Southfield (CW50) – As one of the most recognizable names in U.S. history, The Tuskegee Airmen were dedicated, determined young men who enlisted to become America’s first black military airmen. A move that would lead them into being separated into their own all-black units. Those who possessed the physical and mental qualifications were accepted as aviation cadets to be trained at Tuskegee Army Air Field in Alabama. More than 15,000 flew in Europe and North Africa during WWII, with an impressive 150 Distinguished Flying Crosses awards to them.
In 1944, the 100th, 301st and 302nd fighter squadrons arrived in Italy; together with the 99th, these squadrons of Black pilots and other personnel made up the new 332nd Fighter Group. The pilots of the 332nd began flying P-51 Mustangs to escort the heavy bombers of the 15th Air Force. With red markings painted on the tails of their planes for identification purposes, The fighter group received the name “Red Tails.”READ MORE: Woman Who Shot At Police Killed By Cop At Juneteenth Event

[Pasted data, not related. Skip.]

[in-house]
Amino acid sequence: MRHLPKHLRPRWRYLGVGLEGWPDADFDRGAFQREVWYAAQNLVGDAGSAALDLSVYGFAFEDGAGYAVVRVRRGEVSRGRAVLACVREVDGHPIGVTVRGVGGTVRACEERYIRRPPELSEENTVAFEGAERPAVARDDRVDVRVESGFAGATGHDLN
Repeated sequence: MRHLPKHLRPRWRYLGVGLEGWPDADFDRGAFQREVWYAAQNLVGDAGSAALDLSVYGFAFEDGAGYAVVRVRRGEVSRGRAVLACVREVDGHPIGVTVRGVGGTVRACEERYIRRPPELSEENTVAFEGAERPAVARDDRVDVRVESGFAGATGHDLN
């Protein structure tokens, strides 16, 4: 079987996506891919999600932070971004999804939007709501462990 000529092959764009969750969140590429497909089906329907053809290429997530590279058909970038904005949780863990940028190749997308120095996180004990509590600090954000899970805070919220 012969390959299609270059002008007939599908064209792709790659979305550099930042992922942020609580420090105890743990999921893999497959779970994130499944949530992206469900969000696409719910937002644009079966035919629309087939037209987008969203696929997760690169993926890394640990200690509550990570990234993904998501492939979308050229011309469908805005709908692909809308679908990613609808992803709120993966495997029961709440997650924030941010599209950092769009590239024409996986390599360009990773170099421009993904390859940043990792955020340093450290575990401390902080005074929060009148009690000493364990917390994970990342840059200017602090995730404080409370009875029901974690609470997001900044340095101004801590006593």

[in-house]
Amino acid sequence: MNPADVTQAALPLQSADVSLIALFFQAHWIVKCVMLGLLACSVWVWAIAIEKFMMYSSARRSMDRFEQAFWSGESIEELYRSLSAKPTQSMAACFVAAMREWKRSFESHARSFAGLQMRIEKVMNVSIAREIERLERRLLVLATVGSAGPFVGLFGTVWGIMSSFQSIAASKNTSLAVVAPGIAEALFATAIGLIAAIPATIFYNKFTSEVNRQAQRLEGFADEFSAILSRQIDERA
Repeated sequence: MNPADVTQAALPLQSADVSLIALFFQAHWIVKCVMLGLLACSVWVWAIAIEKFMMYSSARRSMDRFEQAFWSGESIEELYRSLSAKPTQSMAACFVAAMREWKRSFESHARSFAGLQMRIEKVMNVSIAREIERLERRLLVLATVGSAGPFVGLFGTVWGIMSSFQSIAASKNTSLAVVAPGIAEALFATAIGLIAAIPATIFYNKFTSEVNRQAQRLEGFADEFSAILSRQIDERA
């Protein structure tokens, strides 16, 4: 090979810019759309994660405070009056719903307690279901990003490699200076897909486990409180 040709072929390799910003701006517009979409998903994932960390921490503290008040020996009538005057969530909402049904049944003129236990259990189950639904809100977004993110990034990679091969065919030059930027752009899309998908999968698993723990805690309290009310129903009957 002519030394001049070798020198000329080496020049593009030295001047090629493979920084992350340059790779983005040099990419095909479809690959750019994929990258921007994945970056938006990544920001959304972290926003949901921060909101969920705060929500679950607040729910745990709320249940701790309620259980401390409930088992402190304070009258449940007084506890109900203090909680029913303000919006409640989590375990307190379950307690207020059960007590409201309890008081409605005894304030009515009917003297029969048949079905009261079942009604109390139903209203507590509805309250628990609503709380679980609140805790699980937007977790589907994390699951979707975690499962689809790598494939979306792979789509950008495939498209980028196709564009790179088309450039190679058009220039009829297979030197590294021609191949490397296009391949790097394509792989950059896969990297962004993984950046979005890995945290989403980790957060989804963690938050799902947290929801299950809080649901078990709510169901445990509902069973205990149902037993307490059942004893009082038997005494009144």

By the time they flew their last mission, the Tuskegee Airmen had destroyed 36 German planes in the air and 237 on the ground, as well as 1,000 rail cars, vehicles, and even a German destroyer. During this time, 66 Tuskegee Airmen had lost heir lives, while 32 were shot down and captured as POWs. You can watch a Community Connect interview with a surviving member of the Tuskegee Airmen, Lt. Col. Alexander Jefferson, who was one of those 32 POWs during WWII.
In honor of the Tuskegee Airman, Dr. Brian Smith, President of the Tuskegee Airman National Museum, joins Jackie Paige on this weeks Community Connect to talk about how the museum is upholding the legacy and honoring the lives of the brave men who served as Tuskegee Airmen.READ MORE: Michigan Reports 327 New COVID-19 Cases, 35 Deaths
The museum is located right here in Detroit and provides a place to record the contributions made by the Tuskegee Airmen to the defense of our Nation during a time where they were not thought of as equals to citizens or other military service members.
Learn more about the museum at TuskegeeMuseum.orgMORE NEWS: Police Investigating Shootings Across Detroit
Watch COMMUNITY CONNECT, Saturday at 7am on CW50